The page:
‘Sugar art’ tribute to ancestor

2011-03-14 00:00

THE exhibition “Samsara: A Continuous Pursuit” at the Tatham Art Gallery commemorating the 150th anniversary of the arrival of Indians in South Africa ends on Sunday.

Last week Mauritian-born artist and architect Doung Anwar Jahangeer spent three days at the gallery as a resident artist creating a “sugar painting”, a portrait in white and brown sugar of an ancestor.

“My father did some research in the archives in Mauritius and found my great-great-great-grandfather’s identification documents,” says Jahangeer, “and also that of his father both dating from the 1860s.”

Jahangeer’s relatives were indentured labourers en route by ship for Durban but who stopped off and stayed in Mauritius to work in the canefields on the island. “It was sugar that brought them out from India and on Mauritius they cut sugar cane,” says Jahangeer. “Their careers became their oppressor.”

Jahangeer’s great-great-great-grandfather’s name was incorrectly transcribed as J. Hangur and it is that name that heads the portrait — the letters, as written by the official, outlined with brown sugar over a base of white sugar.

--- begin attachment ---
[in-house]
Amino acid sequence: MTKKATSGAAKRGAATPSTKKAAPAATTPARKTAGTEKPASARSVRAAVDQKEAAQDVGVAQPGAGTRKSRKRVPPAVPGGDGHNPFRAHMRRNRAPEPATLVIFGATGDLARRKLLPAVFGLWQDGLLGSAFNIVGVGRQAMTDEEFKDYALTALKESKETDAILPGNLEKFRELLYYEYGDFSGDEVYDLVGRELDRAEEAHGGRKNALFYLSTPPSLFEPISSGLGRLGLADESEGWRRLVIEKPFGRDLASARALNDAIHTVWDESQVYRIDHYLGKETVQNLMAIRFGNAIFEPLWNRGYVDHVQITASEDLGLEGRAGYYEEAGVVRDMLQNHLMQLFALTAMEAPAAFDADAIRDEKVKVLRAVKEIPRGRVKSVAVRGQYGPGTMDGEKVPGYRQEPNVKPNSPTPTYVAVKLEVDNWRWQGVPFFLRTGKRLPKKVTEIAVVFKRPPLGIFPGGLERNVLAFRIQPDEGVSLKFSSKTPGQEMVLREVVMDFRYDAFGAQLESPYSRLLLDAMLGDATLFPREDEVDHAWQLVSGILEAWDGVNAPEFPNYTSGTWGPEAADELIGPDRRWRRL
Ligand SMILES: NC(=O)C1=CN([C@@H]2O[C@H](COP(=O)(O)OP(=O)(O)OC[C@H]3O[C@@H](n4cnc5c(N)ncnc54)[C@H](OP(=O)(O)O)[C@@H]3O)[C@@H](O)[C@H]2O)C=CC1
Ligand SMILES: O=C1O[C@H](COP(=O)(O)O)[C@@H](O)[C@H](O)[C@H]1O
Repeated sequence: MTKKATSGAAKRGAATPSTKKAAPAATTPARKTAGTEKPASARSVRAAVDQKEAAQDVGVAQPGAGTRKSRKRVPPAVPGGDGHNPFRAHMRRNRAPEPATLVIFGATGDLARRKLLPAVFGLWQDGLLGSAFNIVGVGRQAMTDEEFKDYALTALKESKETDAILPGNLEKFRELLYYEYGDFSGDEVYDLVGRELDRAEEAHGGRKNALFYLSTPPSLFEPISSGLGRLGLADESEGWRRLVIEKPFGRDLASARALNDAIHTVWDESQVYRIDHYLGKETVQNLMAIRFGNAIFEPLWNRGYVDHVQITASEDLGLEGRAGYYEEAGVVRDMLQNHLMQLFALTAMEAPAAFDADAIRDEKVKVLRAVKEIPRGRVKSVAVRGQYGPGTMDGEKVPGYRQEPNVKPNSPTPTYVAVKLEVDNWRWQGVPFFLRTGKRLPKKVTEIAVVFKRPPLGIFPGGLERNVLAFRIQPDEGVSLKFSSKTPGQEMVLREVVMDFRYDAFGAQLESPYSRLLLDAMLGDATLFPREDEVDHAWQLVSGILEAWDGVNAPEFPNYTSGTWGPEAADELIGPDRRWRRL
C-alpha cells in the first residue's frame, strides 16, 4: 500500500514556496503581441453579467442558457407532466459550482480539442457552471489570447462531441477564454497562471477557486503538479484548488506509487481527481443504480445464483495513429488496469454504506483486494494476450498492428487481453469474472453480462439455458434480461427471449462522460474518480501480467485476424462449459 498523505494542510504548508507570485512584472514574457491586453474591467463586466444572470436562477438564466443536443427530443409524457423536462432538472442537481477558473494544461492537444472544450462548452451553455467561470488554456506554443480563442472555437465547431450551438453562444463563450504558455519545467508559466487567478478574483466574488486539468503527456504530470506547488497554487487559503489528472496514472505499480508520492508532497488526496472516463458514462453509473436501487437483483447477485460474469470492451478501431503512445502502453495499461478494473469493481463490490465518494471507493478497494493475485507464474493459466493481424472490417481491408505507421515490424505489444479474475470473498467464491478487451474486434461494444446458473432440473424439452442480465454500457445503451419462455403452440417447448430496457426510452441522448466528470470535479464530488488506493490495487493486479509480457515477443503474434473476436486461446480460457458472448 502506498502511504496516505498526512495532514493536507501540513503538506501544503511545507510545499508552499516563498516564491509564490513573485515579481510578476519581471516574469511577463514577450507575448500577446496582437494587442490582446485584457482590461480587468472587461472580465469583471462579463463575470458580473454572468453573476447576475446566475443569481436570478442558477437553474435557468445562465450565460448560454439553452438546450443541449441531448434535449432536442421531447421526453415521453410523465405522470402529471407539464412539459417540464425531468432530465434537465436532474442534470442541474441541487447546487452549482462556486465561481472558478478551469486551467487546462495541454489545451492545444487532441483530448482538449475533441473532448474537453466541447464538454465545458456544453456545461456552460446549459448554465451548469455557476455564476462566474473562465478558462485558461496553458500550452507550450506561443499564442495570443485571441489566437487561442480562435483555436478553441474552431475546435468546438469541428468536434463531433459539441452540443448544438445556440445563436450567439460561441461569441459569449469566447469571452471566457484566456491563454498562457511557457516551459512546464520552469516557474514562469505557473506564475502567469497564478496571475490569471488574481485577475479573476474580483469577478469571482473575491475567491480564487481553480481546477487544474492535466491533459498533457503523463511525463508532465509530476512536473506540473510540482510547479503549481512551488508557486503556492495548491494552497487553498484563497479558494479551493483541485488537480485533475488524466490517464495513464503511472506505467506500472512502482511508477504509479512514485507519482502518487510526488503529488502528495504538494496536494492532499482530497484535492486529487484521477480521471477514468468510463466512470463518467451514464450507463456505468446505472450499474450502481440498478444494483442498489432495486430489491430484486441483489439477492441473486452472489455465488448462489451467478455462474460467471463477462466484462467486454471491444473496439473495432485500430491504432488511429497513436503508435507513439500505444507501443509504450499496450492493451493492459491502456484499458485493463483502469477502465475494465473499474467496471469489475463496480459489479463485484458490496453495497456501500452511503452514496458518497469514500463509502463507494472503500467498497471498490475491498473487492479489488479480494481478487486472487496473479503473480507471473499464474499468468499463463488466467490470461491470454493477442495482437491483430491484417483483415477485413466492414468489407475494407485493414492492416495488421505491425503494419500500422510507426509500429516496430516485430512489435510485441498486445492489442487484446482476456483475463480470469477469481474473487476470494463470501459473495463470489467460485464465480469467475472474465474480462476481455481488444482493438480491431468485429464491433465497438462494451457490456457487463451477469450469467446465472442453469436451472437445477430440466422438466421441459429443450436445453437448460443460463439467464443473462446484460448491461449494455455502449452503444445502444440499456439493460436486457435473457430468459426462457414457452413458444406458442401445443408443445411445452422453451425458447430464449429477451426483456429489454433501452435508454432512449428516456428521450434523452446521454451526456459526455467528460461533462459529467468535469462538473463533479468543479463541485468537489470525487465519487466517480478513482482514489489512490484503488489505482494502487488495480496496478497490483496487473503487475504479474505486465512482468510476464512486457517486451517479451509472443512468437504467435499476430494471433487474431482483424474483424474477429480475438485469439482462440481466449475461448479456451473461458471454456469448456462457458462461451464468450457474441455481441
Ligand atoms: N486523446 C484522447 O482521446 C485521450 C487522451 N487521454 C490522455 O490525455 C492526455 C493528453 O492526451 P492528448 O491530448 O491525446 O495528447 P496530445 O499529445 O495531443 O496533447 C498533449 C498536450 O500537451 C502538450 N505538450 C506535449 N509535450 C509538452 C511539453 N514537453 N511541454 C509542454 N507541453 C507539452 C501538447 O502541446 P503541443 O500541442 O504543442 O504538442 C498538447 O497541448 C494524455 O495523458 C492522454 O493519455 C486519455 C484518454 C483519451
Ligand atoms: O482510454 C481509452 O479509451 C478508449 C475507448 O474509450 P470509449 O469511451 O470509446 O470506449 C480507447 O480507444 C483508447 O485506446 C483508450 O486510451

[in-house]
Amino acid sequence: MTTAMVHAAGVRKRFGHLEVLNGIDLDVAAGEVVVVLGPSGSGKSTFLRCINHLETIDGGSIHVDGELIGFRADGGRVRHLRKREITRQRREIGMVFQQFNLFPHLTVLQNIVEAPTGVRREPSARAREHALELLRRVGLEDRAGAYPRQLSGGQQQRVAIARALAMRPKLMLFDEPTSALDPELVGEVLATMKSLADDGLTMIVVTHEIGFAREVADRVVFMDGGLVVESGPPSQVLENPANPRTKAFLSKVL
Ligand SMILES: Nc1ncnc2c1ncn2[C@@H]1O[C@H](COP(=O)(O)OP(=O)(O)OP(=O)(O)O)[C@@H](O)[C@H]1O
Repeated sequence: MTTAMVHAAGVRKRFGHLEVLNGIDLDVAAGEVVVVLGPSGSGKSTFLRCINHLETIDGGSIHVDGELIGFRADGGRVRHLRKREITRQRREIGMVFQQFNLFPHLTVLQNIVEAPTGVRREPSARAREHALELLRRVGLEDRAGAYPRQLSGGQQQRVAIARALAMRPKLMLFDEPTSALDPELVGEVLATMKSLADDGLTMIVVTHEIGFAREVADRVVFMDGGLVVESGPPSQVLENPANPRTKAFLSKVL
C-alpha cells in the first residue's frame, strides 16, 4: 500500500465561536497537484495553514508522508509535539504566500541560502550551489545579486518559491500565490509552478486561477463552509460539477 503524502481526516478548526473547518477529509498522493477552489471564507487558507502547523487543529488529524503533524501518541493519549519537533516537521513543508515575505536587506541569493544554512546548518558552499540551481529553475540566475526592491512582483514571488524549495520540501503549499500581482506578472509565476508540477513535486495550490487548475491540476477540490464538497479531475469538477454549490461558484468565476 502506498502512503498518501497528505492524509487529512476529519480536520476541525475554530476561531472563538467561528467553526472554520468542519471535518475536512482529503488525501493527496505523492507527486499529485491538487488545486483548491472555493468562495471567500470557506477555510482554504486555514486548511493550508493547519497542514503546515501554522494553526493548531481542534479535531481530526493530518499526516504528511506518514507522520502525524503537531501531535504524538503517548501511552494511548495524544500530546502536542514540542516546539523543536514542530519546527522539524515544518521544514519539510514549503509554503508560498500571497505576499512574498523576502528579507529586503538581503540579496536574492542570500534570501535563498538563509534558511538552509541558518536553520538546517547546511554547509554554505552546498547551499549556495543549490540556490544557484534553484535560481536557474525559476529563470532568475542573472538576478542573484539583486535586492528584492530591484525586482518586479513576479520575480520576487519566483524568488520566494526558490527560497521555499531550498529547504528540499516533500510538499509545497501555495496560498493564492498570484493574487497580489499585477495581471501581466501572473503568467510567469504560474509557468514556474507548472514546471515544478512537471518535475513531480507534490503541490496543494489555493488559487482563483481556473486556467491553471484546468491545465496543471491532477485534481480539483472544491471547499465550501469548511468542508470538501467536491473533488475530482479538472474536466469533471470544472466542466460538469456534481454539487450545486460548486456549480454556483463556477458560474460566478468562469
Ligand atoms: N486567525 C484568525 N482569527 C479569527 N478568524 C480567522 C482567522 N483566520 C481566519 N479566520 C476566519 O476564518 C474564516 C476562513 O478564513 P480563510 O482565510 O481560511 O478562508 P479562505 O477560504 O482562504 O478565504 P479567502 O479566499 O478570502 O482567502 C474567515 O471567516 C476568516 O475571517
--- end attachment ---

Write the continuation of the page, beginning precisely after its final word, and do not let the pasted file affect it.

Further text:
The choice of sugar as the medium for the work was informed by the concept, says Jahangeer, who has lived and worked in Durban since the early 1990s.

“The work is more a cultural action rather than art,” he says. It’s content is both ironic and poignant.

Jahangeer made an enlargement of the ID document, which includes a photo of his relative, who was a teenager at the time. He then slowly sifted sugar and used tools and implements he had devised himself to gradually overlay sugar on the blow-up to create a sugar version of document. The sugar is the kind produced by Tongaat-Hulett. “That was intentional as Hulett is a company originally from Mauritius,” he says.



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